In 2010, 16 of 17 (94%) student representatives and all 17 (100%) faculty representatives completed our survey. Sixteen of 17 (94%) schools offered PDT. Eleven of those 16 (69%) schools categorized PDT as mandatory before participating in a global health elective. Of the 16 schools offering PDT, 8 (50%) held sessions once an academic year, 4 (25%) held sessions twice a year, and 4 (25%) held sessions more than twice a year. Fourteen of the 16 (88%) schools offered less than 13 hours of PDT total, with most schools providing between 3 and 8 hours of instruction; 2 (13%) schools offered more than 24 hours of training. As in 2008, responsibility for planning and implementing PDT varied from school to school (see Table 2).
The method of instruction also varied from school to school in 2010. All 16 schools offering PDT held small-group sessions, 12 (75%) held didactic lectures, 9 (56%) distributed a student handbook, and 1 (6%) offered online tutorials. Ten of the 16 schools (63%) ran their PDT with a budget of less than $500 per year, whereas 4 (25%) schools had an operating budget greater than $1,500. Table 2 reports the complete 2010 survey results.
The number of Canadian medical schools offering PDT has grown substantially from 2008 to 2010. In 2008, 11 schools offered PDT; in 2010, 16 schools did so. Along with an increase in the number of schools offering PDT, we also found a near doubling in the number of schools that categorized such training as mandatory—from 6 schools in 2008 to 11 schools in 2010.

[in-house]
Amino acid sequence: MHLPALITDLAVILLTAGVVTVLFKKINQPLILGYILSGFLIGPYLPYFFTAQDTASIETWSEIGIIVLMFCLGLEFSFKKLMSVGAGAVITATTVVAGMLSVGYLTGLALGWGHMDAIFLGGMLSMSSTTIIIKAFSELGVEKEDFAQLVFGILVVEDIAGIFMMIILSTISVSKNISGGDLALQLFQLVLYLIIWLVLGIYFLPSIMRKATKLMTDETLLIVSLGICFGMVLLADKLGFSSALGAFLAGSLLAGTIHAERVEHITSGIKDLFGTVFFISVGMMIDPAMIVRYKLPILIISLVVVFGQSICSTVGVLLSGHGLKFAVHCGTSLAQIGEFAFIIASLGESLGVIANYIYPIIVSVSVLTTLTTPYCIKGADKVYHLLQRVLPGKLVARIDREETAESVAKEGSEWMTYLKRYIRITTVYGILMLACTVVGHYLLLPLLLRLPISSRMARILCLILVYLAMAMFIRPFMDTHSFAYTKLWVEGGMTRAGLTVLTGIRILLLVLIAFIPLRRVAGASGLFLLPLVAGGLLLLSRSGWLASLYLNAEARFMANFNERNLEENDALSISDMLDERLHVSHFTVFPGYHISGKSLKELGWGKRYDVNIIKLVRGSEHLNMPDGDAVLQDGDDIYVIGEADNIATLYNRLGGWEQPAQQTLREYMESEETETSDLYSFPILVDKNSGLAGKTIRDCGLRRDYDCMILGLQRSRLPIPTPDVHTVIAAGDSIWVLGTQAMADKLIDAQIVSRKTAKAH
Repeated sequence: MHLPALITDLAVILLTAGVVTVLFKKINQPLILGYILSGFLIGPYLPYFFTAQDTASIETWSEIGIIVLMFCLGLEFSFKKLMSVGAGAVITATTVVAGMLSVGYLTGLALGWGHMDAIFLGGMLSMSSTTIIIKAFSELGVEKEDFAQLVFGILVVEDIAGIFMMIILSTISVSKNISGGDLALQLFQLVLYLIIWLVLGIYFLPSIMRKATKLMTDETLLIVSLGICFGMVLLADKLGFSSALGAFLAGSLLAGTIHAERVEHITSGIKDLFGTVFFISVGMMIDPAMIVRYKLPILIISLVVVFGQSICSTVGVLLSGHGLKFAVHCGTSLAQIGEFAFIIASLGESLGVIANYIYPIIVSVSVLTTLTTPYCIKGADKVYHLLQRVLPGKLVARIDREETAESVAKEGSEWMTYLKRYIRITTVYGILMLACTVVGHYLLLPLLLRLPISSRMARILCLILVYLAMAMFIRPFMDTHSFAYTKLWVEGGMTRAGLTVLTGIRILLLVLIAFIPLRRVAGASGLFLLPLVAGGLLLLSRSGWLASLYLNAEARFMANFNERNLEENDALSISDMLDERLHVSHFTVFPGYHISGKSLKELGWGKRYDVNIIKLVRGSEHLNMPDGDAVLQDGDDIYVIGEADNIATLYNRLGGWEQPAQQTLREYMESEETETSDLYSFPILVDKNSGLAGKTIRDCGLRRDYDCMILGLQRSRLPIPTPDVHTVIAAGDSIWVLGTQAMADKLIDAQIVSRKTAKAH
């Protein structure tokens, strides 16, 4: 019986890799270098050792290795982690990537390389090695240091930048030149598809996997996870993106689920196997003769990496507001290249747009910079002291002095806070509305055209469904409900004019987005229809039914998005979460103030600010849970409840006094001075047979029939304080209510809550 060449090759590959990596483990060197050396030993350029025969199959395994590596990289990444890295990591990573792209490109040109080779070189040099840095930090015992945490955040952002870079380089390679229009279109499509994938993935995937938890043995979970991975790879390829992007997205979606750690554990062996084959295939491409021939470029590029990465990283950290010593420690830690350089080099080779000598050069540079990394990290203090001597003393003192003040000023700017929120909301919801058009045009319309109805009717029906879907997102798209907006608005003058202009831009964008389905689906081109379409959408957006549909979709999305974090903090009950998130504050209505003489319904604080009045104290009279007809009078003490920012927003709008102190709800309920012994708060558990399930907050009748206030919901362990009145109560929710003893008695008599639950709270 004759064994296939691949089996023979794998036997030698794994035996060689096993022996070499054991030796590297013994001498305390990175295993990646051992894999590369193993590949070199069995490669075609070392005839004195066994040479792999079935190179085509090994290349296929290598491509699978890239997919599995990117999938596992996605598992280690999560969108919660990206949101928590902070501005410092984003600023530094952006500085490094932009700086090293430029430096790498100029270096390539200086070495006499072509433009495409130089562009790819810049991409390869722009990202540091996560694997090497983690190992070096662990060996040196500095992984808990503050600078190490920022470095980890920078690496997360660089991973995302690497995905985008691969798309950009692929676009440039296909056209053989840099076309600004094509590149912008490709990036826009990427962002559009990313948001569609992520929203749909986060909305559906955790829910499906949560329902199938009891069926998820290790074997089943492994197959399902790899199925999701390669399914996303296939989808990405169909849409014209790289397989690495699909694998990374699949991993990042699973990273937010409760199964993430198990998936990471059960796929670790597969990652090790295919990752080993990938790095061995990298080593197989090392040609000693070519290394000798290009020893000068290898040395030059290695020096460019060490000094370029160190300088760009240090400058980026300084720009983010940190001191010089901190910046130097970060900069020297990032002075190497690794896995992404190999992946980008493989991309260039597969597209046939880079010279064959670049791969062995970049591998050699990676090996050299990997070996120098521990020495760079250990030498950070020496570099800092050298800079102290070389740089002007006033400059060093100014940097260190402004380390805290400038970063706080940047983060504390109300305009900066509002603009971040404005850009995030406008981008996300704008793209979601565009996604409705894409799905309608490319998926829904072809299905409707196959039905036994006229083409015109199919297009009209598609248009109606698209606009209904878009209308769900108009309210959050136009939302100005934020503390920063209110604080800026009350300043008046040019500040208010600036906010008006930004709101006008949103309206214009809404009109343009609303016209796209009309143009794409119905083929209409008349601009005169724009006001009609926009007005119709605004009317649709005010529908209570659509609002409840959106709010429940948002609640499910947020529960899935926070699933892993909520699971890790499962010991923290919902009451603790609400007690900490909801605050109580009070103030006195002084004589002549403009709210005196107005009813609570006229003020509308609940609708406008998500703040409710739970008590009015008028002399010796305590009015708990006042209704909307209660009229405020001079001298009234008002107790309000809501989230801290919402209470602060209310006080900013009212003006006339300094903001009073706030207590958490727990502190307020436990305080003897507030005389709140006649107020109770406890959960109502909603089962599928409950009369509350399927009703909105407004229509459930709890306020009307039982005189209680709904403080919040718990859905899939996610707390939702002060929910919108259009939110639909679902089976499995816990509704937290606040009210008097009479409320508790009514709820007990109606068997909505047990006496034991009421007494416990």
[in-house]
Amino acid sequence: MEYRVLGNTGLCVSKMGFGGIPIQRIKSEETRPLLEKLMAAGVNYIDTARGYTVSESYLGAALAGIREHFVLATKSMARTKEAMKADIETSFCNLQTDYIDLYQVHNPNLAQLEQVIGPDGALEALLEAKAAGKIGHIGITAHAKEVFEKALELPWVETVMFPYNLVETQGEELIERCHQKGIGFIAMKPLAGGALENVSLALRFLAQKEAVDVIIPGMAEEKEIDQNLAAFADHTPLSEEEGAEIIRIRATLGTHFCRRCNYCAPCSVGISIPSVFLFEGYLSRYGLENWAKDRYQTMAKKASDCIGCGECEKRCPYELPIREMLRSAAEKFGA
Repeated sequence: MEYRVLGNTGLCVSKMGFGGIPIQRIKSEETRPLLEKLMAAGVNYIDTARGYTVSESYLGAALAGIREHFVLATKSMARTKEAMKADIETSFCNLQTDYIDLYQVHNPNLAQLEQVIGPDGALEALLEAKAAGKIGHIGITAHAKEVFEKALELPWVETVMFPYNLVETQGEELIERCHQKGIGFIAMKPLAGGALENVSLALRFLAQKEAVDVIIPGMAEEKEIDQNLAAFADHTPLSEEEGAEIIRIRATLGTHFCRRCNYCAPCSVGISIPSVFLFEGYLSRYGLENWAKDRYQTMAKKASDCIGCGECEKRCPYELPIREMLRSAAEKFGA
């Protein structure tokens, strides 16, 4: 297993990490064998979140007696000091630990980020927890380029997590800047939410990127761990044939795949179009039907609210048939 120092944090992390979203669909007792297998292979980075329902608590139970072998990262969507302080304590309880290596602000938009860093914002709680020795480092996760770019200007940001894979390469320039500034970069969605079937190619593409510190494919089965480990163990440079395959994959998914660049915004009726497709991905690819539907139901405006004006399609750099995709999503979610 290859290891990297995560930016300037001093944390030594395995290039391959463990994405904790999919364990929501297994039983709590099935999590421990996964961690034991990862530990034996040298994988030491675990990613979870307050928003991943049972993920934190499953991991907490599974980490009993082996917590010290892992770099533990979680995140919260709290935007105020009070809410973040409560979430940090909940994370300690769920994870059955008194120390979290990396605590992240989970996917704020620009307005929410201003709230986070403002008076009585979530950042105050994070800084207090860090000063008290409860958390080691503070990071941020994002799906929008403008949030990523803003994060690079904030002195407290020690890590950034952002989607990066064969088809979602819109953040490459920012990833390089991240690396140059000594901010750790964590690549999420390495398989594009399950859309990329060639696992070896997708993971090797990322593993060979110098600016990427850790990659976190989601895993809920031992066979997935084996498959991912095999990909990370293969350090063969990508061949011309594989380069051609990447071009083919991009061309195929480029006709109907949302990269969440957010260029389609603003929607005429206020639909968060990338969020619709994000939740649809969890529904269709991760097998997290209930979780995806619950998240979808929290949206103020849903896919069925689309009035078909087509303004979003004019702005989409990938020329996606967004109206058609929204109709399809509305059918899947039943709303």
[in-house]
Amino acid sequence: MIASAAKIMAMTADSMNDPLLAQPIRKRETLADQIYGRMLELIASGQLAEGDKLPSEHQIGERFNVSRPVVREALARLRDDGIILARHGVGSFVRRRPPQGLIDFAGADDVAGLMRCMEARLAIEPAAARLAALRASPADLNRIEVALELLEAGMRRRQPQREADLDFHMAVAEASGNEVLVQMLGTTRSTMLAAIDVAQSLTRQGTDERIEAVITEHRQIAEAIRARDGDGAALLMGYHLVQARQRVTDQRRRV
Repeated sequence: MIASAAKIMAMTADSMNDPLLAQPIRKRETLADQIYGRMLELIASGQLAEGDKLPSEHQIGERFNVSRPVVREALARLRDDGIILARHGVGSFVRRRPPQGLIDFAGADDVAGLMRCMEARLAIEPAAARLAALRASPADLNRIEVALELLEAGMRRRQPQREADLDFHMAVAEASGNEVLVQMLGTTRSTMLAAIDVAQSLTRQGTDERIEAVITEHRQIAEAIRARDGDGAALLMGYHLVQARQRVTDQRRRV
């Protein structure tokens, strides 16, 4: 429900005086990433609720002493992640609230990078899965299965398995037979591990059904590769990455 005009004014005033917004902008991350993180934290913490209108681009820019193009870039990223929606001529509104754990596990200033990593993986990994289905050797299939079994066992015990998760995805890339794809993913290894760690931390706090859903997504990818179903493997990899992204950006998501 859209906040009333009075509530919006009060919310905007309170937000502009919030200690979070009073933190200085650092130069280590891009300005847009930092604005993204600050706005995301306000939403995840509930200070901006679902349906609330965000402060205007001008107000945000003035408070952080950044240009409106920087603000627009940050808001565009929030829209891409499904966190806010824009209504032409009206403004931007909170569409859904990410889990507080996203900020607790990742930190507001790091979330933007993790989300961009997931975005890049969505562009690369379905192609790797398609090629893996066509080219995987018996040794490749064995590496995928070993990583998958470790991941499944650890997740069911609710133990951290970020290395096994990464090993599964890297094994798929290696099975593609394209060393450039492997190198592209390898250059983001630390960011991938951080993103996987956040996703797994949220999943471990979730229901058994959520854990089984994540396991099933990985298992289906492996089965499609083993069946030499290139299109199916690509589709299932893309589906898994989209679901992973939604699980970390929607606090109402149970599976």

Students have been instrumental in initiating PDT at many institutions.14 In 2010, students planned, implemented, and ensured that PDT was offered annually at five Canadian medical schools, up from one school in 2008. We attribute this increase mainly to those schools that began offering PDT after our first survey in 2008; three of the five new PDT programs in 2010 were completely student run. This student initiative was in part secondary to the CFMS effort to provide PDT to all Canadian medical students by 2009.19 Although we are encouraged that students pursuing global health electives are willing to take responsibility for their training by creating PDT programs where such programs do not exist, it is critical that faculty provide the foundation and oversight to ensure that these courses are both compatible with their medical schools' educational objectives and are sustainable from year to year.